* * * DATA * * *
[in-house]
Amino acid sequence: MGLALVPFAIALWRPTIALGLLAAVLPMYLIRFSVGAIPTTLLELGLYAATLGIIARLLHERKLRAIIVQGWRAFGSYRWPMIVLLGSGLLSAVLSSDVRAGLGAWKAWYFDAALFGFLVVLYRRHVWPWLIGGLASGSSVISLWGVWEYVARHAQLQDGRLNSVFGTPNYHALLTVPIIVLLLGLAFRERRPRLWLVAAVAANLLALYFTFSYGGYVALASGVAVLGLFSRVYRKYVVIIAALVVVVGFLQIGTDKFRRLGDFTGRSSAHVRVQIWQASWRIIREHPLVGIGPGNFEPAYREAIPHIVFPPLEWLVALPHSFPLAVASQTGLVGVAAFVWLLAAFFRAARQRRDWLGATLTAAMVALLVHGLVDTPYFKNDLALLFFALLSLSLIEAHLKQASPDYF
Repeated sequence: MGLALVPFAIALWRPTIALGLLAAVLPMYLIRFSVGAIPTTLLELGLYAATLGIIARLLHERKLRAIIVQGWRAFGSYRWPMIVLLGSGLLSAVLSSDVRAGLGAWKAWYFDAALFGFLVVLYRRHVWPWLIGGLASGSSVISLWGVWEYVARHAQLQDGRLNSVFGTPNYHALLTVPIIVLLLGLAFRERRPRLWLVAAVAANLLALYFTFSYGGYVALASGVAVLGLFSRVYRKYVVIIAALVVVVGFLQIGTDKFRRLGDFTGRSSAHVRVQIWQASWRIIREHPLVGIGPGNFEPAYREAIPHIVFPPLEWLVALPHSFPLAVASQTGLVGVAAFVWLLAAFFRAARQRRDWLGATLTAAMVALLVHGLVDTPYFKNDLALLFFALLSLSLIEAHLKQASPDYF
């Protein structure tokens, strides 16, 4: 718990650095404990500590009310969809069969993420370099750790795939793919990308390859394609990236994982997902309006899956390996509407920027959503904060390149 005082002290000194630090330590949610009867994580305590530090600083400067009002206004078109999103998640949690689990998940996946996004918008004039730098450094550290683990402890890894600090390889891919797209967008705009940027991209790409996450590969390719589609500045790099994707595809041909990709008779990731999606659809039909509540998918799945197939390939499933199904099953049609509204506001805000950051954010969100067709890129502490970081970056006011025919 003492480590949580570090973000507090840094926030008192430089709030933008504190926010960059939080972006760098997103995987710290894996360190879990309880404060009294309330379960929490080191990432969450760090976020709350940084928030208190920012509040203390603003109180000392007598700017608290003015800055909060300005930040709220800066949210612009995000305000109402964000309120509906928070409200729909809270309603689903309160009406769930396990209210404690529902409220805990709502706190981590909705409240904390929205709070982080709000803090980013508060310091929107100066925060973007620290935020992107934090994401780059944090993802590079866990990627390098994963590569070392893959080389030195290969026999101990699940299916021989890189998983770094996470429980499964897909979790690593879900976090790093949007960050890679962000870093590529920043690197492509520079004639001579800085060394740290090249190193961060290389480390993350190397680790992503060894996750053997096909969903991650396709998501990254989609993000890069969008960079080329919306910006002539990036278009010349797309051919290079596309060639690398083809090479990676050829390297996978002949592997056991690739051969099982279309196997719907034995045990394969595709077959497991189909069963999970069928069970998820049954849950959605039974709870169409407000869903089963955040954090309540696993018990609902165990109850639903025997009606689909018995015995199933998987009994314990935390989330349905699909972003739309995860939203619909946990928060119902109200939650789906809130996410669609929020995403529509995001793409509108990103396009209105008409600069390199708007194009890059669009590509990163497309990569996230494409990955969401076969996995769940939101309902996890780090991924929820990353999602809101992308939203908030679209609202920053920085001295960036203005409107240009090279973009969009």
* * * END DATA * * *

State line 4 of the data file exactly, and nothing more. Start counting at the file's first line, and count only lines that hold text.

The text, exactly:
């Protein structure tokens, strides 16, 4: 718990650095404990500590009310969809069969993420370099750790795939793919990308390859394609990236994982997902309006899956390996509407920027959503904060390149 005082002290000194630090330590949610009867994580305590530090600083400067009002206004078109999103998640949690689990998940996946996004918008004039730098450094550290683990402890890894600090390889891919797209967008705009940027991209790409996450590969390719589609500045790099994707595809041909990709008779990731999606659809039909509540998918799945197939390939499933199904099953049609509204506001805000950051954010969100067709890129502490970081970056006011025919 003492480590949580570090973000507090840094926030008192430089709030933008504190926010960059939080972006760098997103995987710290894996360190879990309880404060009294309330379960929490080191990432969450760090976020709350940084928030208190920012509040203390603003109180000392007598700017608290003015800055909060300005930040709220800066949210612009995000305000109402964000309120509906928070409200729909809270309603689903309160009406769930396990209210404690529902409220805990709502706190981590909705409240904390929205709070982080709000803090980013508060310091929107100066925060973007620290935020992107934090994401780059944090993802590079866990990627390098994963590569070392893959080389030195290969026999101990699940299916021989890189998983770094996470429980499964897909979790690593879900976090790093949007960050890679962000870093590529920043690197492509520079004639001579800085060394740290090249190193961060290389480390993350190397680790992503060894996750053997096909969903991650396709998501990254989609993000890069969008960079080329919306910006002539990036278009010349797309051919290079596309060639690398083809090479990676050829390297996978002949592997056991690739051969099982279309196997719907034995045990394969595709077959497991189909069963999970069928069970998820049954849950959605039974709870169409407000869903089963955040954090309540696993018990609902165990109850639903025997009606689909018995015995199933998987009994314990935390989330349905699909972003739309995860939203619909946990928060119902109200939650789906809130996410669609929020995403529509995001793409509108990103396009209105008409600069390199708007194009890059669009590509990163497309990569996230494409990955969401076969996995769940939101309902996890780090991924929820990353999602809101992308939203908030679209609202920053920085001295960036203005409107240009090279973009969009």